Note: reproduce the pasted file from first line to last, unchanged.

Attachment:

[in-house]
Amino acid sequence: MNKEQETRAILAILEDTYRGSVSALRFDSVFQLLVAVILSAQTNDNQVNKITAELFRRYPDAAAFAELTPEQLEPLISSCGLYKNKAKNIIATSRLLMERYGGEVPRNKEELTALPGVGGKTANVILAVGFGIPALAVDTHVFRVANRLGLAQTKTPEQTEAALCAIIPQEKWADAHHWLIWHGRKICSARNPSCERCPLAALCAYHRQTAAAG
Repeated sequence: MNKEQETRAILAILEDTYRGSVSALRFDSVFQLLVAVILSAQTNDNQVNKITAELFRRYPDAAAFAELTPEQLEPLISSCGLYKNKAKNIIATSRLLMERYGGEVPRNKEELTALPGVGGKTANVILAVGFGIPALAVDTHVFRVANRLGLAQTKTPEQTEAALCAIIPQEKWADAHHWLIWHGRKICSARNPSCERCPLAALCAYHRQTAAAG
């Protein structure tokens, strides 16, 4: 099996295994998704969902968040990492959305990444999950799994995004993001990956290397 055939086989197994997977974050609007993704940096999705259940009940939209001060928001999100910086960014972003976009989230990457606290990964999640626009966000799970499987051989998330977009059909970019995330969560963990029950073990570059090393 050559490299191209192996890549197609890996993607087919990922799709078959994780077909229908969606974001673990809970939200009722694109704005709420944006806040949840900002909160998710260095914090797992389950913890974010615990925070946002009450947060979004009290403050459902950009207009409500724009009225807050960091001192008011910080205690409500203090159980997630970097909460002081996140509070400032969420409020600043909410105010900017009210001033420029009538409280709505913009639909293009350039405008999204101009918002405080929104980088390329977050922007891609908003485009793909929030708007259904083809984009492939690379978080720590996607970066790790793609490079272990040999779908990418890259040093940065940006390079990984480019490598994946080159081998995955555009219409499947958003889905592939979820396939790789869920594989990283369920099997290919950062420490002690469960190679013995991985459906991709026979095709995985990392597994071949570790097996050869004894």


[in-house]
Amino acid sequence: MNKEQETRAILAILEDTYRGSVSALRFDSVFQLLVAVILSAQTNDNQVNKITAELFRRYPDAAAFAELTPEQLEPLISSCGLYKNKAKNIIATSRLLMERYGGEVPRNKEELTALPGVGGKTANVILAVGFGIPALAVDTHVFRVANRLGLAQTKTPEQTEAALCAIIPQEKWADAHHWLIWHGRKICSARNPSCERCPLAALCAYHRQTAAAG
Repeated sequence: MNKEQETRAILAILEDTYRGSVSALRFDSVFQLLVAVILSAQTNDNQVNKITAELFRRYPDAAAFAELTPEQLEPLISSCGLYKNKAKNIIATSRLLMERYGGEVPRNKEELTALPGVGGKTANVILAVGFGIPALAVDTHVFRVANRLGLAQTKTPEQTEAALCAIIPQEKWADAHHWLIWHGRKICSARNPSCERCPLAALCAYHRQTAAAG
């Protein structure tokens, strides 16, 4: 099996295994998704969902968040990492959305990444999950799994995004993001990956290397 055939086989197994997977974050609007993704940096999705259940009940939209001060928001999100910086960014972003976009989230990457606290990964999640626009966000799970499987051989998330977009059909970019995330969560963990029950073990570059090393 050559490299191209192996890549197609890996993607087919990922799709078959994780077909229908969606974001673990809970939200009722694109704005709420944006806040949840900002909160998710260095914090797992389950913890974010615990925070946002009450947060979004009290403050459902950009207009409500724009009225807050960091001192008011910080205690409500203090159980997630970097909460002081996140509070400032969420409020600043909410105010900017009210001033420029009538409280709505913009639909293009350039405008999204101009918002405080929104980088390329977050922007891609908003485009793909929030708007259904083809984009492939690379978080720590996607970066790790793609490079272990040999779908990418890259040093940065940006390079990984480019490598994946080159081998995955555009219409499947958003889905592939979820396939790789869920594989990283369920099997290919950062420490002690469960190679013995991985459906991709026979095709995985990392597994071949570790097996050869004894």